The message reverberated loud and clear across the Football Championship Subdivision on Saturday night. Any thoughts that North Dakota State was vulnerable in pursuit of their fifth consecutive conference and national championships quickly disappeared after a third straight dominating performance, this one over rival South Dakota State. The Bison controlled all phases of the game against an overwhelmed and overmatched Jacks team in a 28-7 win to keep the Dakota Marker in Fargo. NDSU has won their last eight matchups against SDSU.
“Here’s where I think they have a hand up on us,” began Jacks head coach John Stiegelmeier after SDSU was held to minus-4 yards rushing. “When they walk onto the field, they believe they’re going to win. When we walk onto the field, I don’t know if all 77 guys that put on a jersey were confident and believed we could win.”
Words like that from the coach of a perennial playoff team speak volumes. It was a statement win by the Bison that served notice on the rest of the Missouri Valley Football Conference and other challengers across the FCS. The team that lost to Montana is long gone. In its place is the most dominating team in the country during the last month – a team that looks every bit the part of four-time defending champs hungry to retain their belt. NDSU has outscored its last three opponents 103-30, with the outcome in each contest never in doubt.
“You got to be able to stop the run and get off the field on third down,” said Bison head coach Chris Klieman on his team’s turnaround since an opening week loss. “In the open week after Montana those were two of the areas we really tried to emphasize.”
Consider that emphasis emphasized and then some. The largest crowd in SDSU history, 17,348 in attendance, including 4,000 to 5,000 NDSU fans, watched the Bison systematically dismantle the Jacks. Entering the game averaging 521 yards per game total offense, the Bison limited the Jacks to less than half that at 238 total yards. The highly touted wide receiver Jake Wieneke – who had 528 receiving yards through three games – was blanketed by Bison cornerback CJ Smith and he finished with only three catches for 39 yards and no scores. “I think it was our whole defense in general. We took it as a challenge upon our whole defense and I think we did a good job,” said Smith, who has established himself as one of the premier corners in the nation.
During the course of the last three games, NDSU has given up only 53 rushing yards. That’s not on average, that’s the total number of rushing yards Weber State (53 yards), the University of North Dakota (4 yards) and SDSU (minus-4 yards) gained against the Bison.
The Bison defense is yielding a miniscule 168 yards offense per game over that stretch. The most impressive stat, though, might be third-down defense. Since the Montana game, NDSU has held its opponents to a combined 5-of-41 on third downs. That’s a conversion rate of less than 13 percent. “We wanted to come out and execute and be more physical than they were, knock them back and move the line of scrimmage backwards,” said sophomore defensive end Greg Menard, who finished with 2.5 sacks against the Jacks.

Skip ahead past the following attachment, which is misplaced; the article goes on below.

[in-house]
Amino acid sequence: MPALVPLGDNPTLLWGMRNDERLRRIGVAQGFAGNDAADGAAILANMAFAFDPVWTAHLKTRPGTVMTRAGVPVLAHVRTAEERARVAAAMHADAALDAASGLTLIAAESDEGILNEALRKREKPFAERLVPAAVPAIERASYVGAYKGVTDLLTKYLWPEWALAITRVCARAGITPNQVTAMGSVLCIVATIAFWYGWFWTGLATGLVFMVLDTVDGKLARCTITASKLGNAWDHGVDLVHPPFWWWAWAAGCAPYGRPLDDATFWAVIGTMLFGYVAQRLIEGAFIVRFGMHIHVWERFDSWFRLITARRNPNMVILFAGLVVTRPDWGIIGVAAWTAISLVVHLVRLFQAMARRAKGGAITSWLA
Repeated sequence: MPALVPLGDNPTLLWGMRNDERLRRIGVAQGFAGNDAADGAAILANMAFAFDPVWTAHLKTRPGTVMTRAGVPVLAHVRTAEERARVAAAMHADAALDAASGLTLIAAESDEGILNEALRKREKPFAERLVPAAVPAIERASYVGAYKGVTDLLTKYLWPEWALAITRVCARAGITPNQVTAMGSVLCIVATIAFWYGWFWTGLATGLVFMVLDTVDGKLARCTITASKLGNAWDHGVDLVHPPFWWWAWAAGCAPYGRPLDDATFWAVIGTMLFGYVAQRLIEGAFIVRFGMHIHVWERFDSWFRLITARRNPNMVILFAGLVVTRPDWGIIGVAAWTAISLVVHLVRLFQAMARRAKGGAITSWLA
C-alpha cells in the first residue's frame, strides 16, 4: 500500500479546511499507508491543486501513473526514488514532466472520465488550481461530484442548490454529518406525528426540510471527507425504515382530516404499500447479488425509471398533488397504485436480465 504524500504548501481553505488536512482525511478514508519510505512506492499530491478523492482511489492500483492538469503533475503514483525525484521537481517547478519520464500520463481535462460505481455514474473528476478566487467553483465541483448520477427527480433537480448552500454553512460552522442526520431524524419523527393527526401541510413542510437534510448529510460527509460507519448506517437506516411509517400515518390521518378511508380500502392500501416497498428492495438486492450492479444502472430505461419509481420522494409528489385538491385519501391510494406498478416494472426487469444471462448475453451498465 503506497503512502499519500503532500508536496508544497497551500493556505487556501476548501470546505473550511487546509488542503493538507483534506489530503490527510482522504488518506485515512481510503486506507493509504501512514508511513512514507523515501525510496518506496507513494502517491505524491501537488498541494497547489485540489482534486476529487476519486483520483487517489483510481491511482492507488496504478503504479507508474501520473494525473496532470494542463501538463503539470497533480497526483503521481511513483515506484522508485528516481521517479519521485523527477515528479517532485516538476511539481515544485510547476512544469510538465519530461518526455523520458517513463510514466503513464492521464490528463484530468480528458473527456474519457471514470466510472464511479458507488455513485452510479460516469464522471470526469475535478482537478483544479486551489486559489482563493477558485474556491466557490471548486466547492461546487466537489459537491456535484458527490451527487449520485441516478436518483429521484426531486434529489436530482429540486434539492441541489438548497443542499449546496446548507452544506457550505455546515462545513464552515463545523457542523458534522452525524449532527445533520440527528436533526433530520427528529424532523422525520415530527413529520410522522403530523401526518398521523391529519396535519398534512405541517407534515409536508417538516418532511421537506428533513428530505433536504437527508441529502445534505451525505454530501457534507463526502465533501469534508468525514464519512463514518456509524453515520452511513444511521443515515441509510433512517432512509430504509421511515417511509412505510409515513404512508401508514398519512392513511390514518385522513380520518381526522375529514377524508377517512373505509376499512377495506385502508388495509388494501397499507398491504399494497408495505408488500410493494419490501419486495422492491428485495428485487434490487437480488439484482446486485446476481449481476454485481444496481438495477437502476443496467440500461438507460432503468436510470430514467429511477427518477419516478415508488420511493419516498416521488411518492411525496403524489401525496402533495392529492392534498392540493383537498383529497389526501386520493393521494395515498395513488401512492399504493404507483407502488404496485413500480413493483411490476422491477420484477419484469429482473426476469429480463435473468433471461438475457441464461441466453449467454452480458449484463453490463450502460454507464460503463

For their part, the Bison offense is using the same time-tested formula that has proved devastating to opponents throughout the four championship runs – a balanced attack that controls the clock and converts on third downs. “Our guys had great focus to start that game and it showed, we got off to a great start,” explained Klieman. Carson Wentz methodically marched the Bison up-and-down the field in the first half with a combination of powerful runs and timely passes. The result was a 21-0 halftime lead that proved insurmountable.
“I think there are things we exploited and did a heckuva job. Obviously, we still left some things on the field, but I think we had a great game plan and executed it well,” said Wentz, who has yet to throw an interception this year to go along with his 10 touchdown passes.
Wentz has looked every bit the NFL prospect and has teams struggling to game plan against the Bison offense. Case in point, early in the third quarter, Wentz faked a handoff right, then cut left, darting through the Jacks defense for a 27-yard touchdown run that gave the Bison a 28-0 lead. By then, the only thing still in doubt was which Bison player would reach the Dakota Marker first to hoist it into the South Dakota night sky.
In what was supposed to be a coming-out party for SDSU’s football program in a renovated stadium, NDSU’s convincing win had Jacks fans streaming for the exits well before the fourth quarter even started. “It’s fun when you’re in their environment to hear nothing but Bison Nation and Bison fans as that game wore on,” Klieman said.
The scariest thing for the rest of the Missouri Valley and FCS – the Bison are still improving and will continue to get better. “The Valley, every week now from here on out, excited and fortunate to start it off like this,” Wentz said.
NDSU next faces Northern Iowa, the only team that beat the Bison last season. It’s homecoming week in Fargo, and ESPN will return for the third straight year, sending their flagship program, “SportsCenter” to broadcast live from the FargoDome on Friday afternoon at 5 and Saturday morning from 6-8. Kickoff time is set for 1 p.m. The game will be televised on NBC North Dakota and ESPN3.